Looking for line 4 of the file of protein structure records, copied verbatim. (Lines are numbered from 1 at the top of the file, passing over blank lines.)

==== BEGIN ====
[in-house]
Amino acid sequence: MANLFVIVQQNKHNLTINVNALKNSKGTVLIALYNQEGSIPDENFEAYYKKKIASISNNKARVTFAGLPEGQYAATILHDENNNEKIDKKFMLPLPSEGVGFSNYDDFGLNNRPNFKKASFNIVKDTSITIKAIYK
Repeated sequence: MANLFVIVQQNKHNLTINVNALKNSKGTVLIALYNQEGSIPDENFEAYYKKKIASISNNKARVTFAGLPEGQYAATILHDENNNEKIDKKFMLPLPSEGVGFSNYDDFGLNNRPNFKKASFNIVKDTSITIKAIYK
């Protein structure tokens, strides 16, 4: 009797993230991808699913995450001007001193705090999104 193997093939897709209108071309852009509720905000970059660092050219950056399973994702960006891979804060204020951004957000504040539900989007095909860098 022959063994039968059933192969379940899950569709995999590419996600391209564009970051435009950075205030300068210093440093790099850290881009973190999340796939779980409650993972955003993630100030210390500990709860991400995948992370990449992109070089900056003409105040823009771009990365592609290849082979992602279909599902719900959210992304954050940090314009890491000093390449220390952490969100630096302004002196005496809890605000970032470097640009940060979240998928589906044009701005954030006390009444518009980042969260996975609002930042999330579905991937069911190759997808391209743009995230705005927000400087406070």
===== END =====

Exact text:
């Protein structure tokens, strides 16, 4: 009797993230991808699913995450001007001193705090999104 193997093939897709209108071309852009509720905000970059660092050219950056399973994702960006891979804060204020951004957000504040539900989007095909860098 022959063994039968059933192969379940899950569709995999590419996600391209564009970051435009950075205030300068210093440093790099850290881009973190999340796939779980409650993972955003993630100030210390500990709860991400995948992370990449992109070089900056003409105040823009771009990365592609290849082979992602279909599902719900959210992304954050940090314009890491000093390449220390952490969100630096302004002196005496809890605000970032470097640009940060979240998928589906044009701005954030006390009444518009980042969260996975609002930042999330579905991937069911190759997808391209743009995230705005927000400087406070």